- General itchiness of the eye, causing more irritation if scratched
- Photophobia (light sensitivity), making it difficult to look at bright screens and go out during the day without sunglasses
- Redness of the eyes, persisting over time and being quite noticeable
- Blurry vision, which can be temporarily reduced by blinking but quickly returns
- An achy feeling of the eyes
- The continuous feeling of an object being in the eyes, such as dust or an eyelash
- Pressure in the eyes
- watery discharge or excessive tearing
These symptoms can all be compounded by external factors. Excessive screen time, such as on computers, televisions or smartphones, windy and dry external conditions, smoking, and poor diet are just some of the factors that can hinder your recovery from dry eye syndrome and exacerbate your symptoms of discomfort.
How Is Dry Eye Syndrome Treated?
Once it has been confirmed that you have dry eye syndrome, the next step will be to discuss treatment. The treatments are dependent on the severity of your condition.
Treatments for dry eye syndrome include:
- Eye Drops: The most common approach to tackling dry eye syndrome begins with using eye drops such as artificial tears. These drops are used to lubricate the eyes. They are widely available and many people use them even in the short term. They can help with dry eye syndrome by supplementing the natural tears that your eye produces in cases were there is a lack of tear production and by adding the missing oil components of the tears in meibomian gland dysfunction.
- Lifestyle Changes: Your ocular health can be greatly affected by your behaviours and what you put into your body. Eating healthier, reducing smoking and alcohol intake, and changing the amount of time you spend on devices can help reduce dry eye symptoms. Also making sure that you drink enough water plays a big role in this condition.
- Home Care: There are a few things you can do at home to help treat your condition. Using a humidifier around your home, especially during the dry winter months helps to add moisture to the surrounding air where you live, applying a warm washcloth to your eyes helps to clear up your meibomian glands in the eyelids, and decreasing or eliminating your use of soft contact lenses helps to decrease your dry eye symptoms greatly.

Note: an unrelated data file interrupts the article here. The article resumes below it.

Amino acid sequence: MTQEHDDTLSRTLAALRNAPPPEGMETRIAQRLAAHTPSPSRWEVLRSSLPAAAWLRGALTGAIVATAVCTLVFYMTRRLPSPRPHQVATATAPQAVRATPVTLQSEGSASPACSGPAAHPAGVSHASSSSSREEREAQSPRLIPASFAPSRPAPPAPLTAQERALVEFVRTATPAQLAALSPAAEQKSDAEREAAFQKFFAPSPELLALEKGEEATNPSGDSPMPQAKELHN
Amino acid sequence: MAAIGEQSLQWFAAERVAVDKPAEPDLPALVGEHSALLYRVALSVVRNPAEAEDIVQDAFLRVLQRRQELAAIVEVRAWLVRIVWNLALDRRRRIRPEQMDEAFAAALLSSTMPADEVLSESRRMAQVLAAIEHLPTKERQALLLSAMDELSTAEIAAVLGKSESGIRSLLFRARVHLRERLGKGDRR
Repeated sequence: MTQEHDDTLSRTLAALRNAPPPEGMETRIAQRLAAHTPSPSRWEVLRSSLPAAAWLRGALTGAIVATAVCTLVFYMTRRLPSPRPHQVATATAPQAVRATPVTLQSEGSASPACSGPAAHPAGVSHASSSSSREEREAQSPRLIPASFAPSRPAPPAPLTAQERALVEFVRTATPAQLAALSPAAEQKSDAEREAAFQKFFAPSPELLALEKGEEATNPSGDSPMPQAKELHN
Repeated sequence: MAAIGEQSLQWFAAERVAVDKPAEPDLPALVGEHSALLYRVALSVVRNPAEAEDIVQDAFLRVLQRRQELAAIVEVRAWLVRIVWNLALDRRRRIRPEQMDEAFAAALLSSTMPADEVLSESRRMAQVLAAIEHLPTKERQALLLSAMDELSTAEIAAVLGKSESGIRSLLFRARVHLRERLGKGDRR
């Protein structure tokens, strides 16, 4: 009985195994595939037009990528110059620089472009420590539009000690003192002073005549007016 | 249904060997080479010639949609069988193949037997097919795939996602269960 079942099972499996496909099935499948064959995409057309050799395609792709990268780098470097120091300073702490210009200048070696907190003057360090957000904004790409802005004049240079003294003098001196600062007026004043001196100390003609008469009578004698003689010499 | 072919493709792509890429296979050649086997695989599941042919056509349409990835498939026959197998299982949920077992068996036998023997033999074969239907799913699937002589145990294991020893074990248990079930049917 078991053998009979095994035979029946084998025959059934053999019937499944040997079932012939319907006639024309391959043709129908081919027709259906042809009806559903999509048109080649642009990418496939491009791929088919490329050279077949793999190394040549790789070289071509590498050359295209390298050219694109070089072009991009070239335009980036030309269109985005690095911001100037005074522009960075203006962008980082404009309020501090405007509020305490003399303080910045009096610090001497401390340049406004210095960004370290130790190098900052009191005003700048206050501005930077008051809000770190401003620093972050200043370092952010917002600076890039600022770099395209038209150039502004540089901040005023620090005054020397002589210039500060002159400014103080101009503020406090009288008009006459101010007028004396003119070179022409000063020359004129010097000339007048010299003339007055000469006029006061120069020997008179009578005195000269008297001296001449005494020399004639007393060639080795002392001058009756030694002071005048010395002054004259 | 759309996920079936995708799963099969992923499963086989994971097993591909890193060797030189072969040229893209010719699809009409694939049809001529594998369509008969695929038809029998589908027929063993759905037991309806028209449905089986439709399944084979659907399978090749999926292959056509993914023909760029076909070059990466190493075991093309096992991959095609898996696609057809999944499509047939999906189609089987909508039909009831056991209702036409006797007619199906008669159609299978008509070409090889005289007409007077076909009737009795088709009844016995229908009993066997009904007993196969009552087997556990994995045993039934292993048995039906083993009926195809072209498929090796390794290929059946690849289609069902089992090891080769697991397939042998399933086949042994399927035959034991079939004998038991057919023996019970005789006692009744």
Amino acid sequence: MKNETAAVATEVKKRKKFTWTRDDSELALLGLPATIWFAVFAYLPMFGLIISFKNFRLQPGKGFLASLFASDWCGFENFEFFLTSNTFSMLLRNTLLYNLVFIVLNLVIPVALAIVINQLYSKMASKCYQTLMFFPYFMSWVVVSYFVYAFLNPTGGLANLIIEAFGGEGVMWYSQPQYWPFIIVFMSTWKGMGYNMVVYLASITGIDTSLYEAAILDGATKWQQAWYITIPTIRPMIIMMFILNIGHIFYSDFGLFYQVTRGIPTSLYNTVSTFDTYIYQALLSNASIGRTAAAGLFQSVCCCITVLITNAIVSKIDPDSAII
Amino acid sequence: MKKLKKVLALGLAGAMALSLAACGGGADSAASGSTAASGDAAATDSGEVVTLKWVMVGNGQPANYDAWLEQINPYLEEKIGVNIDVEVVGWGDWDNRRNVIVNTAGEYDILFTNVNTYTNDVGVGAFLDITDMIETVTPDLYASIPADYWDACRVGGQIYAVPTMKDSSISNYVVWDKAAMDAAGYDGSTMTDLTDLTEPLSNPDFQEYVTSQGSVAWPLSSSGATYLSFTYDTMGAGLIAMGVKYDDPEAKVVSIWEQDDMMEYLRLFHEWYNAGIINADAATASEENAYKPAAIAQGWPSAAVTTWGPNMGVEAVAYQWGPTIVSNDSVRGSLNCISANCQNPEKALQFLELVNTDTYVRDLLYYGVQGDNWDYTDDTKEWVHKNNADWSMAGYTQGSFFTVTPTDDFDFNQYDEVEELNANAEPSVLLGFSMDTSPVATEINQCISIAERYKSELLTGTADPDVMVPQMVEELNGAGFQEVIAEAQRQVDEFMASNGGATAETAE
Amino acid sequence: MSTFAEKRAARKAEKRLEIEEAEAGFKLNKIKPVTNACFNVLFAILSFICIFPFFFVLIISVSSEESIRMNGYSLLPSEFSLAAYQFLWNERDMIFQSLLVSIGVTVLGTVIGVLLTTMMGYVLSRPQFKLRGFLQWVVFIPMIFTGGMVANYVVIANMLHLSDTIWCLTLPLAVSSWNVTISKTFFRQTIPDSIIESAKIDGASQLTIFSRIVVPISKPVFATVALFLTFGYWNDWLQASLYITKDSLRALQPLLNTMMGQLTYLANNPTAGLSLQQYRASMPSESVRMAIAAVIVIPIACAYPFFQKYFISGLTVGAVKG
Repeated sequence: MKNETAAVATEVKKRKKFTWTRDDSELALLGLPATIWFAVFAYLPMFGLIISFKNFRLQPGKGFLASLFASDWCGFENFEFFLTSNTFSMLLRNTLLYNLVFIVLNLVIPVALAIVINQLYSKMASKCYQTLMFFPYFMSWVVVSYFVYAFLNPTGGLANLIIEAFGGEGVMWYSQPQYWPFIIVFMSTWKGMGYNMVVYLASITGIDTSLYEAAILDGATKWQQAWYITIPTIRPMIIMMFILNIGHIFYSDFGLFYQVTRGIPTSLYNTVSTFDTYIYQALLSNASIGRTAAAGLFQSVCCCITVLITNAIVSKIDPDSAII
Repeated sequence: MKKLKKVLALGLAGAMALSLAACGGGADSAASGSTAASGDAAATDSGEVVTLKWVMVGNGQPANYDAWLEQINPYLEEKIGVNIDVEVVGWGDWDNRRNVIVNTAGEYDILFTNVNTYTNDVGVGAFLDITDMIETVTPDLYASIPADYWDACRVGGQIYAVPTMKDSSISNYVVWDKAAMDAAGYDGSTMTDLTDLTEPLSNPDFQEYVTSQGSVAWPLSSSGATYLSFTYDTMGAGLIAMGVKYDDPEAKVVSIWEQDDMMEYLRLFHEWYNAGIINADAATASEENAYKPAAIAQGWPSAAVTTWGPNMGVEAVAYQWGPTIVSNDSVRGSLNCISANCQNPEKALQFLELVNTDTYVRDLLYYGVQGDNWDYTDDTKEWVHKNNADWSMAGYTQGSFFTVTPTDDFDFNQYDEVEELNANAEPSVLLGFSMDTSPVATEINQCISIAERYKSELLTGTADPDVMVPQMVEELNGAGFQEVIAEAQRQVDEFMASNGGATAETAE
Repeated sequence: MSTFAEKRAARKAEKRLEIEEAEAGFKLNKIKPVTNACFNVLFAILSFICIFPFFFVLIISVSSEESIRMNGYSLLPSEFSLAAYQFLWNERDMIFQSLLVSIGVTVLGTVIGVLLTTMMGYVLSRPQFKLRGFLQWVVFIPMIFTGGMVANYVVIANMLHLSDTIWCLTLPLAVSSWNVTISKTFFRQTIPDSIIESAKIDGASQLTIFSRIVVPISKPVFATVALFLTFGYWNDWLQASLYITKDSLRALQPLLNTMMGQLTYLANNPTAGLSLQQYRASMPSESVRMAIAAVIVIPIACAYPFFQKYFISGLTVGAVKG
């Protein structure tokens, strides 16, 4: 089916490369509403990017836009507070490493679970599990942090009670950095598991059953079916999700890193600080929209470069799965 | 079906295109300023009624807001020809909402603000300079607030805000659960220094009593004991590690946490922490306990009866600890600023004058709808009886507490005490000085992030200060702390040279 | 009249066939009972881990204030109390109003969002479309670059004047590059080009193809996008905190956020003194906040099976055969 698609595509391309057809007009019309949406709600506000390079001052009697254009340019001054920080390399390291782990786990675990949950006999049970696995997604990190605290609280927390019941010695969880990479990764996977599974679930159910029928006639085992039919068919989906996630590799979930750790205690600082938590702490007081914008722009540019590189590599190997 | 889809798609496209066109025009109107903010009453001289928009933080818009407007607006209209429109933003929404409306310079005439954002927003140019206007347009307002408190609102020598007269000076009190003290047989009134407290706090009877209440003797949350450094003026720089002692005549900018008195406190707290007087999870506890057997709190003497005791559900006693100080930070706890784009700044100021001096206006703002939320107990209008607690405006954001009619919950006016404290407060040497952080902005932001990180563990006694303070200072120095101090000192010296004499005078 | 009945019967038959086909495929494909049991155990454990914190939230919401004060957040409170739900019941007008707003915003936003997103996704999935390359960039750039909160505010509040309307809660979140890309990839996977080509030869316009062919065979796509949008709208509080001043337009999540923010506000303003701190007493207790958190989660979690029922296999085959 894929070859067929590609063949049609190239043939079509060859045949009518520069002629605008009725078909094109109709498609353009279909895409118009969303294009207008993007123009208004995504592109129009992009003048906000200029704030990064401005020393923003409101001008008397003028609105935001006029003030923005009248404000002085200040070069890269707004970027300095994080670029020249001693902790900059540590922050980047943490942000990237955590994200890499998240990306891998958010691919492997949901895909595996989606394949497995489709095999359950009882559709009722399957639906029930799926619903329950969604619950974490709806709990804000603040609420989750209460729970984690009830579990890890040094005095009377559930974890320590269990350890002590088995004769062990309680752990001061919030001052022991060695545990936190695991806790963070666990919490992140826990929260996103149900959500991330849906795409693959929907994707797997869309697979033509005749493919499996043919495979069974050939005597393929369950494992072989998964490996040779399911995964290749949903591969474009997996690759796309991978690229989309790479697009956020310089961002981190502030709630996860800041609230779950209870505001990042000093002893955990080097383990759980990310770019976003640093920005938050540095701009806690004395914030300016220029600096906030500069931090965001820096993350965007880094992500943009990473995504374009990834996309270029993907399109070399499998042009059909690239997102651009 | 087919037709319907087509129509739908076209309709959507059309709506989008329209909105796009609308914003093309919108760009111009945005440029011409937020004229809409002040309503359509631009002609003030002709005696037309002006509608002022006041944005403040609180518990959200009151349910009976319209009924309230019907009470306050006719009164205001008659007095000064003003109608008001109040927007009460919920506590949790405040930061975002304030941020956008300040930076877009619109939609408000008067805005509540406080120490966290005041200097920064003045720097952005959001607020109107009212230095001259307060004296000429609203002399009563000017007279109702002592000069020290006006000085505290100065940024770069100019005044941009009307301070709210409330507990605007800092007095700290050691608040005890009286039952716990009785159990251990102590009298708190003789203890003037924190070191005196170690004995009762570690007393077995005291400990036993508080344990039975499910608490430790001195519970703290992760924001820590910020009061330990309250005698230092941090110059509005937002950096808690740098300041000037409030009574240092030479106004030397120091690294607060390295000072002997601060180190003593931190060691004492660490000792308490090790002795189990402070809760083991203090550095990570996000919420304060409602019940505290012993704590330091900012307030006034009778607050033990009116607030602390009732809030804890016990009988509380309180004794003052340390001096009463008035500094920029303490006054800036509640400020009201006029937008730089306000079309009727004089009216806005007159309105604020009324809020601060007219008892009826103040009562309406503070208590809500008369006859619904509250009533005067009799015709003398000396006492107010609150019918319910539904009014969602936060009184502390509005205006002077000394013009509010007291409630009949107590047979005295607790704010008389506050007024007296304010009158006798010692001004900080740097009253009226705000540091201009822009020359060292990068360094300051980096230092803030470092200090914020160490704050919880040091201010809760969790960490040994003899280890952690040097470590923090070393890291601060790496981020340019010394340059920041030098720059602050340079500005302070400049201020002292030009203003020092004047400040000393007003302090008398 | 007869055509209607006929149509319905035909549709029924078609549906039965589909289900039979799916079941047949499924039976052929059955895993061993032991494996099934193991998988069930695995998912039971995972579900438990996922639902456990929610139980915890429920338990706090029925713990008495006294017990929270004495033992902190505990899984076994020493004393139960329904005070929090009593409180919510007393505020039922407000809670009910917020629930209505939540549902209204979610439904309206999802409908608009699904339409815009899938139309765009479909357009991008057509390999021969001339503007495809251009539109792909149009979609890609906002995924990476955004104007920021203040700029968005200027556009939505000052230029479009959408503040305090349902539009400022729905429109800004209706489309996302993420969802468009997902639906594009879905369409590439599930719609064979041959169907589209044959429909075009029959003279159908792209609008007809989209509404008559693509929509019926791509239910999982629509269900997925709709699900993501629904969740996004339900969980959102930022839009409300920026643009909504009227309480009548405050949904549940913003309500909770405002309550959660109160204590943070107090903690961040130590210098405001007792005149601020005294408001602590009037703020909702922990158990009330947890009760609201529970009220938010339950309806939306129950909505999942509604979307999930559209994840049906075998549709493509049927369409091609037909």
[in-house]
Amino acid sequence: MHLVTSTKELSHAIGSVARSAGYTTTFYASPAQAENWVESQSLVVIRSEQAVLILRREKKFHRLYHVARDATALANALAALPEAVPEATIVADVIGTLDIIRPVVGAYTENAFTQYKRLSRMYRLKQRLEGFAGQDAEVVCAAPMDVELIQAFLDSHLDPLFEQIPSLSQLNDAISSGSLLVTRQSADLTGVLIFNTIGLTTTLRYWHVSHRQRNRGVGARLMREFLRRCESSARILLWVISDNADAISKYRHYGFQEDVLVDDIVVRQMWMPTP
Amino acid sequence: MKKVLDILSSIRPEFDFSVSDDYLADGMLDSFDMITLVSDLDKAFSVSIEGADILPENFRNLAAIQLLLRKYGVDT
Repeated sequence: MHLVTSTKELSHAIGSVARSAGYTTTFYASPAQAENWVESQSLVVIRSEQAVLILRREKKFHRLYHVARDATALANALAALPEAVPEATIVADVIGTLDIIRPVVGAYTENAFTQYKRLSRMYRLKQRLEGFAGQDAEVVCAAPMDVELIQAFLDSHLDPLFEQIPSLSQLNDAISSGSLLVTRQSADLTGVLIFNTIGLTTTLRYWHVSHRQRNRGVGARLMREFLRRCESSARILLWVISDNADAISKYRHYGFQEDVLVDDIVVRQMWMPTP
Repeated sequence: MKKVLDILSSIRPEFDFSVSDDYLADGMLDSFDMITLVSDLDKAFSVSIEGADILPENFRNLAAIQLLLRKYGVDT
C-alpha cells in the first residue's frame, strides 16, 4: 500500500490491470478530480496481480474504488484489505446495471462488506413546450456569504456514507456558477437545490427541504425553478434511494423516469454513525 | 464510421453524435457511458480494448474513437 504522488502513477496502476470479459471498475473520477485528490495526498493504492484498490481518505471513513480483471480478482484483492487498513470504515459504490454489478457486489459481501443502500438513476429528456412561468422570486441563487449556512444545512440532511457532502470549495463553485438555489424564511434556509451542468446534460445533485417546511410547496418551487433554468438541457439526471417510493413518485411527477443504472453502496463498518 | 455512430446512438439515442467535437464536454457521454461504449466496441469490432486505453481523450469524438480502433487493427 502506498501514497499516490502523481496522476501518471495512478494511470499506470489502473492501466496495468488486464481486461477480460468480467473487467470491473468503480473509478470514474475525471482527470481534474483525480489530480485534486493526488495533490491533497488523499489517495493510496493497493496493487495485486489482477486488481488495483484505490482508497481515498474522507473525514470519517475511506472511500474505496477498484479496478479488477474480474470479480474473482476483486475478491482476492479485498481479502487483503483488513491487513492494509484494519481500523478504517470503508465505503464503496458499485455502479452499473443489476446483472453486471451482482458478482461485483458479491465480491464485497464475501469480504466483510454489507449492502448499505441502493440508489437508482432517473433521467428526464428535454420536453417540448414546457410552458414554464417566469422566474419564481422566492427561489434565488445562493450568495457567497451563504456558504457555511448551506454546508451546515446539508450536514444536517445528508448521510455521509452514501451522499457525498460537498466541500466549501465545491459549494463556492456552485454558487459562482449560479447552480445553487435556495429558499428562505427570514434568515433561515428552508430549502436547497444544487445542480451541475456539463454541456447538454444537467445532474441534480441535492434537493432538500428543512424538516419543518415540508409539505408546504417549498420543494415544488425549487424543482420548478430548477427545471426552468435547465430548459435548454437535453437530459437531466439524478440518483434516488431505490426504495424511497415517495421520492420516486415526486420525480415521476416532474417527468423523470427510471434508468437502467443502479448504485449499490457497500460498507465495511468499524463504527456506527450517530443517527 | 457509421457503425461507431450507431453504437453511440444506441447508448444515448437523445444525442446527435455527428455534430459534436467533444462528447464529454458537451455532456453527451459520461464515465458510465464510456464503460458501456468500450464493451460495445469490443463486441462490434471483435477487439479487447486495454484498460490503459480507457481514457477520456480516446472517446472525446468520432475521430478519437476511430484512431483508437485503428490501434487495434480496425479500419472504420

- Punctal Plugs: These rice grain sized plugs are placed in the tear ducts to block the drainage of the tears, leaving more tear film available on the surface of the eye. The use of punctual plugs can be temporary or longer term, they are completely reversible and when inserted carefully by your optometrist, you don’t feel them at all. Punctual plugs are an easy and effective tool that can be used to manage the symptoms of dry eye syndrome.
- Medications: If conservative measures of treating dry eye syndrome are not sufficient, there are also prescription medications that can be used to treat the problem. These drugs are used to make the body produce more tears in cases where there is a decrease or lack of tear production.
- Moisture Goggles: These are used to ensure maximal moisture retention, while protecting the eyes from external factors such as dust and smoke.
- Specialty contact lenses: Scleral contact lenses are made of a rigid gas permeable material and are filled with preservative free artificial tears that help lubricate the eyes continuously throughout the day. This is a great option for many people who suffer from dry eye syndrome and who also want to wear contact lenses or have trouble seeing clearly with their glasses.